HK – No activity right now SG – In-home display will be a major issue since meters are not being put inside homes Price point will be very low as SG will implement only very basic functionality Will not have TOU pricing MY No smart metering yet ID No activity and more local players PH Meralco is interested and some activity happening but no roadmap yet Have started buying industrial meters with smart meter capabilities now Vietnam No movement Still building infrastructure Will be dominated by local players
AMI Market Opportunities & Challenges in Asia Pacific (2010 Global Electric Power Tech)
AMI Market Opportunities & Challenges in Asia Pacific Presented at World Smart Grids Seminar 2010 Seoul, South Korea 19 May 2010 Presented by Subbu Bettadapura Associate Director – Energy & Power Frost & Sullivan
AMI Technology Trends & Evolution Agenda 1 2 3 APAC Market Size and Cost breakdown Key Industry Challenges 4 5 AMI Benefits & Features AMI Introduction and Value Chain Key Growth Countries and Market Dynamics 6
Utility Metering Utility Legacy System vs AMI Systems Consumer Electricity Meter Cannot communicate to/from consumer One-way communication Utility AMI RF MESH PLC BPL MDMS Utility MDMS WAN LAN Metering Consumer CDMA GSM HAN In home Display Two-way communication Smart Meter
AMI Value chain MDMS Process and store meter data Major Players Itron, eMeter, SAP Wide Area Network (WAN) Public/Private Network Local Area Network (LAN) RF mesh, PLC, BPL, WiMax, GPRS Home Area Network (HAN) Zigbee, Home plug WiFi, Z-Wave, Wavenis, Digitalstrom Major Players GridConnect, Freescale, MicroChip Smart Meter Data collection & storage Major Players GE, Landis+Gyr, PRI, Elster System Integrators Consultants Installation Contractors Source: Frost & Sullivan Major Players Itron, Elster, SSN, EKA Systems, Trilliant Meter Vendors Communication Vendors IT Vendors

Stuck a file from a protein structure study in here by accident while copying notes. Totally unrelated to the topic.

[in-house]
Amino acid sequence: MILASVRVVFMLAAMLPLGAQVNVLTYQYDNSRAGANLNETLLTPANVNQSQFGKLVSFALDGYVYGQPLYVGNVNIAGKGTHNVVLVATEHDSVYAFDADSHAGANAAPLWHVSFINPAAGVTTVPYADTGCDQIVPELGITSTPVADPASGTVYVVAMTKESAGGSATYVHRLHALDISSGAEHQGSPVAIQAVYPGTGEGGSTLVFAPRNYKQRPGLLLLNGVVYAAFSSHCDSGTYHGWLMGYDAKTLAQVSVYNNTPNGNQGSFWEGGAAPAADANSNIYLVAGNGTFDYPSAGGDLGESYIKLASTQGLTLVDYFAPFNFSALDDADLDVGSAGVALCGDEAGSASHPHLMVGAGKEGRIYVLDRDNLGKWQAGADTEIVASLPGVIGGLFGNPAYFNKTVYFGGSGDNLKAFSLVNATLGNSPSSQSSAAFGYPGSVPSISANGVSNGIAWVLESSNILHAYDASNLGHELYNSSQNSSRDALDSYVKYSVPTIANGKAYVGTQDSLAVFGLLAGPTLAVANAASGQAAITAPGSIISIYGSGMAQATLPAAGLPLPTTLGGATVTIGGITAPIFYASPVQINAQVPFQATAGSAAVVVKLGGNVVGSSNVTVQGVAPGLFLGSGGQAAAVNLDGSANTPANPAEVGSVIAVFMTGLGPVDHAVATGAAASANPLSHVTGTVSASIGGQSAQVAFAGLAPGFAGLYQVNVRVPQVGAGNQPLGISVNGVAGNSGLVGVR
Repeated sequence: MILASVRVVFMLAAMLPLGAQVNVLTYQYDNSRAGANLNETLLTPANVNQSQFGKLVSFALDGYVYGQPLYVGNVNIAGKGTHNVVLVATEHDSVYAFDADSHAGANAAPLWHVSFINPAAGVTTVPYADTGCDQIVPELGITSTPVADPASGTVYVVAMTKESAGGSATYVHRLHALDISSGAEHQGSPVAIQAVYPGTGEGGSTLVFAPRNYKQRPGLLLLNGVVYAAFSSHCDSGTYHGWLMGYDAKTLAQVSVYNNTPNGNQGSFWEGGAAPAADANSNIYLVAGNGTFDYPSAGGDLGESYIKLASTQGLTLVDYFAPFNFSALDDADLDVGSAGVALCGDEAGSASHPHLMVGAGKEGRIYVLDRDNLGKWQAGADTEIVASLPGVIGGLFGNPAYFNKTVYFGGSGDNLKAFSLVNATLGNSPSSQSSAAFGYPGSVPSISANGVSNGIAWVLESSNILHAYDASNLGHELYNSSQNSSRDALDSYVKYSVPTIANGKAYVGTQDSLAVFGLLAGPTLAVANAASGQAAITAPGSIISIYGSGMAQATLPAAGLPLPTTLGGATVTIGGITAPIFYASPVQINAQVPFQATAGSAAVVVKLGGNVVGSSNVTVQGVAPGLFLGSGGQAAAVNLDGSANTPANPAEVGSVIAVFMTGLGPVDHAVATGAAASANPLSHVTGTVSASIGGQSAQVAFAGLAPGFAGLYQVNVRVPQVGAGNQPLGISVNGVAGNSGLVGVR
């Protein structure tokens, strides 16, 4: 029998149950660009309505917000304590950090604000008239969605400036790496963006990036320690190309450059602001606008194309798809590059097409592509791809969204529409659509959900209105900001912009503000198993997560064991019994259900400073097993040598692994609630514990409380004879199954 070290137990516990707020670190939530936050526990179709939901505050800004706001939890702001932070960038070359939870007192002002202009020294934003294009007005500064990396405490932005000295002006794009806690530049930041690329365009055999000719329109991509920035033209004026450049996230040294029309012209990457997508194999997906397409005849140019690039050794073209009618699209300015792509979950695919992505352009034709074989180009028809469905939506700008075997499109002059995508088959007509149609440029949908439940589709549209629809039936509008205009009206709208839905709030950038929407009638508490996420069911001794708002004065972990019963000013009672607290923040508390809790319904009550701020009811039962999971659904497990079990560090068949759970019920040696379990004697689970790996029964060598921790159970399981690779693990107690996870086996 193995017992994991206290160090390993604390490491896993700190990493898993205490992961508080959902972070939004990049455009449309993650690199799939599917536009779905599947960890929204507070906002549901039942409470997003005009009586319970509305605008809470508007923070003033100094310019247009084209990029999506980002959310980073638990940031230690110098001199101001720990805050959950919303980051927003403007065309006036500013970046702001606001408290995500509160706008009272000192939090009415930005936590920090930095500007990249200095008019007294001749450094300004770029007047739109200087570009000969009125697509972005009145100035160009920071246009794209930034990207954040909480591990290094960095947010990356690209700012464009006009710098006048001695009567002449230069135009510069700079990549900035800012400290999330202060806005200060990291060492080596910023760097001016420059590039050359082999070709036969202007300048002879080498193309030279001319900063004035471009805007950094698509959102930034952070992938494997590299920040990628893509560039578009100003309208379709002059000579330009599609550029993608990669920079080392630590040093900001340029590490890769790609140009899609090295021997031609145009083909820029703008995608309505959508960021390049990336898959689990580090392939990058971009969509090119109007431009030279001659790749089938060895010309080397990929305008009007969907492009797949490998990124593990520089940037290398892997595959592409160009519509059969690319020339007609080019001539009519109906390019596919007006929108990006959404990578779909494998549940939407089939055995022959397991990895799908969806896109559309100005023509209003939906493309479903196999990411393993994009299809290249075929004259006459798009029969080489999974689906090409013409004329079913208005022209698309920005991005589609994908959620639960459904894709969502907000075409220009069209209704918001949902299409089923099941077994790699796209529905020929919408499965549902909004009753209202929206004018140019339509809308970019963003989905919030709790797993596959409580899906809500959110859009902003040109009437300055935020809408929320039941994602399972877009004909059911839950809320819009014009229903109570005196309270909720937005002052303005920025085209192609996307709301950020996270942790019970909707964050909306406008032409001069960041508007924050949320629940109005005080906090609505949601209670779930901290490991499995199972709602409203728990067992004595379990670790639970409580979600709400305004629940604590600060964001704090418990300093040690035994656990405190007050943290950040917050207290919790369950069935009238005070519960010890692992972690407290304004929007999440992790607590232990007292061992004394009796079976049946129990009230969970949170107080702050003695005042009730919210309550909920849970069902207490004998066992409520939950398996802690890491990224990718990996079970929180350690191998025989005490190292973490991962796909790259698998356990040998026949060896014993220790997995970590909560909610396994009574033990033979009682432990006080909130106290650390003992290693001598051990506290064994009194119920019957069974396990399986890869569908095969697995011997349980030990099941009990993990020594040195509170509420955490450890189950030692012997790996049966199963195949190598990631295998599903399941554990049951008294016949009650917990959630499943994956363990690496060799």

AMI Technology Update IT systems (GPRS, GSM, EDGE,RF, Power line) Network Communication & application servers Data Management Server( Outage, Tariffs, Geography) Meter Management Meter Data Management Source: Frost & Sullivan
Advanced Metering Benefits Reduced meter reading errors Reduced billing errors Reduced meter reading costs Prepayment option Physical privacy for consumers Half Hourly usage data Reduced Energy bills
AMI Operational Benefits Avoided meter reading costs and field services are the two main benefits of AMI Source: Rochester Gas and Electric Corporation, New York State Electric and Gas Company
AMI Features 2 3 4 5 6 7 1 Remote reading and also ability to manually read Remote connection and disconnection Two-way communication and Communication path to in-home display Visual display on meter Meter settings reconfiguration (remote) Tamper detection Record at least Hourly Usage of data 8 9 10 11 Outage notification Prepayment option Time of use Load Control 12 Measurement of active/reactive energy flow (To allow for distributed generation)